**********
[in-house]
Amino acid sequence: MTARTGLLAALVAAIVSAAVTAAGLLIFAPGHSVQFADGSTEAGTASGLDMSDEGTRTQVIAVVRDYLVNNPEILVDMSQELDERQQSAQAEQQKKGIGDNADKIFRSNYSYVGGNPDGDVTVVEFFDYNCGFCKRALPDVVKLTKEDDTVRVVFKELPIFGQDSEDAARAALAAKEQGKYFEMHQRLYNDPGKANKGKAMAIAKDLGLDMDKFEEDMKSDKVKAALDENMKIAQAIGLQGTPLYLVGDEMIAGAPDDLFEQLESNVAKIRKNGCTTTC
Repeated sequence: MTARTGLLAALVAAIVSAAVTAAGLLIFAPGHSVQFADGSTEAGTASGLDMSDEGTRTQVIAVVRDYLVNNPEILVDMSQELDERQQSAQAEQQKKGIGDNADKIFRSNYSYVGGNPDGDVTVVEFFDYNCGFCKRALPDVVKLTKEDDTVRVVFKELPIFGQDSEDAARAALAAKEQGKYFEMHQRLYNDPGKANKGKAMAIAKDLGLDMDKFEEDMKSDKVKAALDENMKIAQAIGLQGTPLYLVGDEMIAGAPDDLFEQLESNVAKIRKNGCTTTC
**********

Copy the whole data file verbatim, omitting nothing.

[in-house]
Amino acid sequence: MTARTGLLAALVAAIVSAAVTAAGLLIFAPGHSVQFADGSTEAGTASGLDMSDEGTRTQVIAVVRDYLVNNPEILVDMSQELDERQQSAQAEQQKKGIGDNADKIFRSNYSYVGGNPDGDVTVVEFFDYNCGFCKRALPDVVKLTKEDDTVRVVFKELPIFGQDSEDAARAALAAKEQGKYFEMHQRLYNDPGKANKGKAMAIAKDLGLDMDKFEEDMKSDKVKAALDENMKIAQAIGLQGTPLYLVGDEMIAGAPDDLFEQLESNVAKIRKNGCTTTC
Repeated sequence: MTARTGLLAALVAAIVSAAVTAAGLLIFAPGHSVQFADGSTEAGTASGLDMSDEGTRTQVIAVVRDYLVNNPEILVDMSQELDERQQSAQAEQQKKGIGDNADKIFRSNYSYVGGNPDGDVTVVEFFDYNCGFCKRALPDVVKLTKEDDTVRVVFKELPIFGQDSEDAARAALAAKEQGKYFEMHQRLYNDPGKANKGKAMAIAKDLGLDMDKFEEDMKSDKVKAALDENMKIAQAIGLQGTPLYLVGDEMIAGAPDDLFEQLESNVAKIRKNGCTTTC